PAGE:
From Broadband Census:
The effort to increase broadband adoption has mainly focused on increasing broadband access and availability to drive demand, this may not be enough to increase broadband adoption.
That was the message that non-profit representatives and a consulting firm agreed upon in a panel discussion, titled “Making Broadband Affordable for All Americans,” and hosted by the Internet Innovation Alliance at the Washington Newseum on Wednesday.
Tuesday, June 16
IIA now has a Twitter feed!
You can follow us at twitter.com/IIABroadband.
With Iran plunged into post-election turmoil, and the Iranian government cracking down on reporting from within the nation, Twitter has emerged as the go-to source for news from the streets. As the New York Times reports:
On Twitter, reports and links to photos from a peaceful mass march through Tehran on Monday, along with accounts of street fighting and casualties around the country, have become the most popular topic on the service worldwide, according to Twitter’s published statistics.
In fact, the Twitter traffic has become so large that Twitter itself was forced to change the date of a scheduled downtime for maintenance. And according to Reuters, it was the U.S. State Department that encouraged them to do so.
Wednesday, June 03
As broadband makes the leap from computers to televisions, social networking sites are finding room to expand. Case in point: Microsoft’s announcement yesterday that its popular video game console Xbox 360 will soon offer Facebook and Twitter access, allowing gamers to tweet and update their status while their shoot aliens and crash cars.
Cellphones and other distractions have long been the scourge of educators. But one professor at the University of Texas at Dallas is embracing, of all things, Twitter. Read Write Web has the scoop:
Teachers are always trying to combat student apathy and University of Texas at Dallas History Professor, Monica Rankin, has found an interesting way to do it using Twitter in the classroom.
Rankin uses a weekly hashtag to organize comments, questions and feedback posted by students to Twitter during class. Some of the students have downloaded Tweetdeck to their computers, others post by SMS or by writing questions on a piece of paper. Rankin then projects a giant image of live Tweets in the front of the class for discussion and suggests that students refer back to the messages later when studying.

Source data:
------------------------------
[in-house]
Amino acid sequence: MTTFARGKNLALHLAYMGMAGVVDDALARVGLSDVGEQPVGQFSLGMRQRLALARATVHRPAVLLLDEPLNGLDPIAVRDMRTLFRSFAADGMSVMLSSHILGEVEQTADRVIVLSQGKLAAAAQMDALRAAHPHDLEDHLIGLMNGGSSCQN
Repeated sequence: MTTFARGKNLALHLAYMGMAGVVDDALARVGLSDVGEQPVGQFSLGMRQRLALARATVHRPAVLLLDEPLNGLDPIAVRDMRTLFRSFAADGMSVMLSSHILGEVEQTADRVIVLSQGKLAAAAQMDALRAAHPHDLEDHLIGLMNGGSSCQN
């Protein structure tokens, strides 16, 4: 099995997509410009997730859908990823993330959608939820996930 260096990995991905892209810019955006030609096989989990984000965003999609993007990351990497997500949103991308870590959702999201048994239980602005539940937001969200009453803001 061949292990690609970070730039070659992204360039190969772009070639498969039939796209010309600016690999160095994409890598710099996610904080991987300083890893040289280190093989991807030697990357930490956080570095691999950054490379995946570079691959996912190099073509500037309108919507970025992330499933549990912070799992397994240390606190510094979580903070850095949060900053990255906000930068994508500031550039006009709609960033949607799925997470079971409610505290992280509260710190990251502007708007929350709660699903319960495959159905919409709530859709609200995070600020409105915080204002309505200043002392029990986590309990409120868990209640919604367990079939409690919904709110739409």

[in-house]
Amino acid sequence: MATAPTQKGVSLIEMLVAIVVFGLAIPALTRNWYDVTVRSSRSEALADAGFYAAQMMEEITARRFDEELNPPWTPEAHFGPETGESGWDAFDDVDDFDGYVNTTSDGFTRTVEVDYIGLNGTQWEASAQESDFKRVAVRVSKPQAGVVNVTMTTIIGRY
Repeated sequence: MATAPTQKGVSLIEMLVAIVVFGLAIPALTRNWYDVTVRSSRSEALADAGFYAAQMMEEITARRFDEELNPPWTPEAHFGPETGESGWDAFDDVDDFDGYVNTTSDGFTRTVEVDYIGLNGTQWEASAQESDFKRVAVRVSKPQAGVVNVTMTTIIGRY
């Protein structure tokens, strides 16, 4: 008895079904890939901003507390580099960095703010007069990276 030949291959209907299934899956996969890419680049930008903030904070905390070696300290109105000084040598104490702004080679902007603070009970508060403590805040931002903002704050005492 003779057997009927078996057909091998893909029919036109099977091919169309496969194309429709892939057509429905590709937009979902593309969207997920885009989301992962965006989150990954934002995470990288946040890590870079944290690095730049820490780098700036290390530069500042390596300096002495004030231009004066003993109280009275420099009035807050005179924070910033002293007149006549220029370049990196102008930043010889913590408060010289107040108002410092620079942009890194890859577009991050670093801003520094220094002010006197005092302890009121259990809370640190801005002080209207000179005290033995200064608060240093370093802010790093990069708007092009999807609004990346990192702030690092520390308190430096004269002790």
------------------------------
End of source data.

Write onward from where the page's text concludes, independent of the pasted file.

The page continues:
Monday, May 18
Ad Age has a great story on a small pizza joint, a twitter feed, and a boom in business:
Naked Pizza, a New Orleans healthful-pizza shop that’s hoping to go national—Mark Cuban is a backer—has been marketing itself via the microblogging service. And recently it has started to track Twitter-spurred sales at the register. In a test run April 23, an exclusive-to-Twitter promotion brought in 15% of the day’s business.
“Every phone call was tracked, every order was measured by where it came from, and it told us very quickly that Twitter is useful,” said Jeff Leach, the restaurant’s co-founder. “Sure, there’s the brand marketing and getting-to-know-you stuff. ... But we wanted to know: Can it make the cash register ring?”
Given Twitter’s reach, ease of use (just 140 characters—no need to sweat ad copy!), and unbeatable price (free) it could very well turn into an advertising gold mine for businesses.
Friday, May 15
This whole Twitter thing may be getting a wee bit out of hand:
Here’s a Twitter first: On Monday, officials at the Children’s Medical Center Dallas and UT Southwestern will tweet live from the operating room while 3-year-old John Gilbreath receives a kidney transplant from his firefighter dad, Chris Gilbreath.
It marks the first time a hospital has tweeted from a pediatric kidney transplant surgery.
Tuesday, April 28
Yesterday we posted about the Centers for Disease Control and Prevention turning to Twitter to keep people informed about the spread of “Swine Flu.” But as Foreign Policy points out, the popular micro-blogging service is also spreading misinformation:
Who knew that swine flu could also infect Twitter? Yet this is what appears to have happened in the last 24 hours, with thousands of Twitter users turning to their favorite service to query each other about this nascent and potentially lethal threat as well as to share news and latest developments from Mexico, Texas, Kansas and New York (you can check most recent Twitter updates on the subject by searching for “swine flu” and “#swineflu”). And despite all the recent Twitter-enthusiasm about this platform’s unique power to alert millions of people in decentralized and previously unavailable ways, there are quite a few reasons to be concerned about Twitter’s role in facilitating an unnecessary global panic about swine flu.
Monday, April 27
With all the media attention on the so-called “Swine Flu,” the Centers for Disease Control and Prevention have turned to Twitter to keep the public informed:
Tuesday, April 21
While college researchers are busy controlling Twitter with their brains, a new company is busy making it easier for people to waste time at work. Introducing Spreadtweet, a Twitter client that looks like a typical Excel spreadsheet.
(Via the New York Times “Bits” blog.)